Kings winger Kyle Clifford celebrates after scoring against Ottawa in… (Gus Ruelas / Associated…)
Four words almost always bring forth a smile and a knowing nod.
Gordie Howe hat trick.
That would be a goal, an assist and a fight in one game, and Kings left wing Kyle Clifford pulled off the feat in a 4-1 victory Monday against Ottawa at Staples Center, not even needing two full periods to do so.
Maybe somewhere, someplace, the great man himself was kicking back with his remote control, watching and smiling. Then again, Howe mostly lives with his kids in the Eastern time zone, so it would be a little late for him to be watching the Kings and Senators.
This was the order of Clifford's Howe hat trick: Fight, assist and goal.
And above all, it helped Clifford win a bet with teammate Kevin Westgarth.
Westgarth happened to get back in the lineup after being a healthy scratch for the last seven games and played on the fourth line with Clifford and center Colin Fraser.
"First career," Clifford reported of the Howe feat. "That was the first.
"Me and Westie had a bet on it. Who got it first gets a nice porterhouse at the restaurant of our choice. So it's definitely a good feeling."
The burning question: Just how big will the steak be?
"I once did a 52-ounce, so we'll see if we can top that one," Clifford said. "We've been having the bet going since we met each other. It's almost a sigh of relief because it's been two years. Let's get the monkey off our back and now we're just going to keep moving forward."
Clifford started things off with the fight in the first period against Senators enforcer Zenon Konopka, who had 307 penalty minutes when he played for the New York Islanders last season. He once co-owned an establishment called Stout Bros.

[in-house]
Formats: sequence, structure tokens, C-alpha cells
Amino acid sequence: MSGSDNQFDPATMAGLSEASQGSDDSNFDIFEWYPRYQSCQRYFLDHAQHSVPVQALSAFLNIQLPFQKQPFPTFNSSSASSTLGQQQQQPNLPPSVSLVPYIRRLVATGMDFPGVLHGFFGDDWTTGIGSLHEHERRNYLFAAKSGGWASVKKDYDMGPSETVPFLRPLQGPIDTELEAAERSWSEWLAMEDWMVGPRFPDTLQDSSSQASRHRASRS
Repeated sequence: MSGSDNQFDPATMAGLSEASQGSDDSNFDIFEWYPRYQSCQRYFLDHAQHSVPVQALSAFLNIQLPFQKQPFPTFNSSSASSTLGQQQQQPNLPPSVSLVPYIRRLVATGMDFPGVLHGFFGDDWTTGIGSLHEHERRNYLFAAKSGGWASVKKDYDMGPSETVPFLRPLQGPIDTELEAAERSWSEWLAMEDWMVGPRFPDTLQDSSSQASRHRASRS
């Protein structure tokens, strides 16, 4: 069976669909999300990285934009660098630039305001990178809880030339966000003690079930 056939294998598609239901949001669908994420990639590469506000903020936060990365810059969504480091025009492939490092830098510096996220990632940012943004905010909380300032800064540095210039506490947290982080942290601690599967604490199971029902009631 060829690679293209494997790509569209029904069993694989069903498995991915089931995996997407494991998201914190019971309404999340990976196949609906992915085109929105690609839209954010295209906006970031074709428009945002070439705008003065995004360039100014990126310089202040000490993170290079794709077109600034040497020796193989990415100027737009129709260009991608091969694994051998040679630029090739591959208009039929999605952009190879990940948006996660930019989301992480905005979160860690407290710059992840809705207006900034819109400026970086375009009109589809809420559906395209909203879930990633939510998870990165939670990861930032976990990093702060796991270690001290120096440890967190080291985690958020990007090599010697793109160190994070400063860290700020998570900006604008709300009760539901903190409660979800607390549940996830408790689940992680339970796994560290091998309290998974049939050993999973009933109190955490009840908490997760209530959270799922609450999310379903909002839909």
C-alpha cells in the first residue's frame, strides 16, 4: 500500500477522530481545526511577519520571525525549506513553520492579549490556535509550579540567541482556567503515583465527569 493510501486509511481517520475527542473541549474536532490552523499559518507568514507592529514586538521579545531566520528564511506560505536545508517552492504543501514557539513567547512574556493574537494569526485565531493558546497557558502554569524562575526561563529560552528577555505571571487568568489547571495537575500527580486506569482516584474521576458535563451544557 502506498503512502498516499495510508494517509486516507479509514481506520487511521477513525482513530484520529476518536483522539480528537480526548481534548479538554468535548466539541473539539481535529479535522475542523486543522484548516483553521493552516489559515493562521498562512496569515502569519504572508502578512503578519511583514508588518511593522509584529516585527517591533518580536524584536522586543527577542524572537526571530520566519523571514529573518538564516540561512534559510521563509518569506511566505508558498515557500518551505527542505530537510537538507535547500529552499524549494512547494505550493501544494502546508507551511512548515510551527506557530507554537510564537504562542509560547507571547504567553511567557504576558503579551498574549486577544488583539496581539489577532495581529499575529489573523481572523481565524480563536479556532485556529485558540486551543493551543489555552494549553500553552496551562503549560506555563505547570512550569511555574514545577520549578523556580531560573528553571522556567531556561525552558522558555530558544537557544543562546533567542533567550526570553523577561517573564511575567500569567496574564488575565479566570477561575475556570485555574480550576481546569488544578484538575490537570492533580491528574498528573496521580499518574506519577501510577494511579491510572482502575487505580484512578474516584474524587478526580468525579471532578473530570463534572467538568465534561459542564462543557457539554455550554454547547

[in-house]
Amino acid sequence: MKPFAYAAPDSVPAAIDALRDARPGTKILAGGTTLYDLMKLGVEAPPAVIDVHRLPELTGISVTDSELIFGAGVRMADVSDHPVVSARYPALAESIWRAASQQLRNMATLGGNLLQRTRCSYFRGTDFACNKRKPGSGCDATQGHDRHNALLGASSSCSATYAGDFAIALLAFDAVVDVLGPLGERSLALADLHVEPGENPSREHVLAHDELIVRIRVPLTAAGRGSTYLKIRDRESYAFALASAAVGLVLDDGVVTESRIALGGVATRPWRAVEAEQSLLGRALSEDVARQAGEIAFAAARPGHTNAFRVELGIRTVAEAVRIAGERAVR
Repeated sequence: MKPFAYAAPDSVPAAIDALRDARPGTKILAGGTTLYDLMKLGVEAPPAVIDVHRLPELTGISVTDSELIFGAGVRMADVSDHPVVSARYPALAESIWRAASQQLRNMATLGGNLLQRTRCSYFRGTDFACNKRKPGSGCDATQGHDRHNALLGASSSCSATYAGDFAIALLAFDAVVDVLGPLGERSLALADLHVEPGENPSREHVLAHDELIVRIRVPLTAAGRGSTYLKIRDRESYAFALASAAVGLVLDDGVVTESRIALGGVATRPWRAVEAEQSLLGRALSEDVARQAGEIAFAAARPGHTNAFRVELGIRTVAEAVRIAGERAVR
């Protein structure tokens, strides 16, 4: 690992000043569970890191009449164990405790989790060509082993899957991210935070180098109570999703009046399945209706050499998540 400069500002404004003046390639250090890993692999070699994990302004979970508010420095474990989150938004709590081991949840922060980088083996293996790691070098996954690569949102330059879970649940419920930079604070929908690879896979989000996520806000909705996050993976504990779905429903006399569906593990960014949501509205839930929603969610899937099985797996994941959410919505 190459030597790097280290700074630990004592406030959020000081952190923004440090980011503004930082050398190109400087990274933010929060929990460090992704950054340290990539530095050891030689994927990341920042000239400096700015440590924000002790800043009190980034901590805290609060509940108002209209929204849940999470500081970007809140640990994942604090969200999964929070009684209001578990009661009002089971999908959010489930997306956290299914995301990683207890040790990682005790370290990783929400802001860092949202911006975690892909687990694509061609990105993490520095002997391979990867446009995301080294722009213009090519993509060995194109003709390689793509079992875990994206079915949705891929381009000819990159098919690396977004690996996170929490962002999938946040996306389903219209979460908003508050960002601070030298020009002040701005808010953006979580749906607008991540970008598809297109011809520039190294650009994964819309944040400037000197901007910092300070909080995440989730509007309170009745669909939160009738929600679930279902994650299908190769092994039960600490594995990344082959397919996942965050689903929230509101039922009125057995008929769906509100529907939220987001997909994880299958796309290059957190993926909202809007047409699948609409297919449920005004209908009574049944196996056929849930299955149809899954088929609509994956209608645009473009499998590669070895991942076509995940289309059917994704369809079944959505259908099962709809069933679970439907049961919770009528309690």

Obviously an individual not to be taken lightly, though Clifford said they fought last season.
The Kings' fourth line — which helped figure in the first two goals — was a slight variation. Kings Coach Darryl Sutter pulled Trent Hunter out of the lineup and inserted Westgarth. He brought a jolt of energy with him and seemed to infuse Clifford too.
"We all kind of play the same way," Clifford said. "We're real simple and we just get pucks in deep and get some hits going and that gets energy for our team and creates energy for ourselves too."
Clifford's goal, his third of the season, made it 2-0 at 11 minutes 8 seconds of the second period when he managed to convert his own rebound after a scramble. Earlier, Kings defenseman Willie Mitchell scored on a wrist shot from the left point to make it 1-0 in the first period.
After Clifford's goal, the Kings scored two more times before the end of the second, converting a five-on-three advantage and a penalty shot. Defenseman Jack Johnson scored on the power play with a one-timed blast, at 17:54.
Then Trevor Lewis was awarded a penalty shot with 33 seconds left in the second when it was ruled that Senators defenseman Chris Phillips had closed his glove over the puck in the crease.
"I was upset," Phillips said of the penalty shot call that essentially sealed the victory for the Kings. "I thought I went in and swiped it, which it looks like happened. But it's frustrating when you're struggling in the game and then you get some calls against you that you got to try not to let it affect you and the team.
"It's tough. Emotions run high and sometimes get the best of you, and that was a little bit of the case tonight."
One of the captains in the upcoming All-Star game, the Senators' Daniel Alfredsson, ruined Jonathan Quick's shutout bid with a power-play goal at 8:37 of the third period. It was Alfredsson's 16th goal, and Quick stopped the Senators' first 25 shots before the star center broke through.
Alfredsson thought the difference in the game was giving the Kings too much room in the neutral zone.
"They were able to dump it in, with speed, and we made it really hard for our defense early on," he said. "In the second period, we spent most of it in the penalty box and dug ourselves a big hole."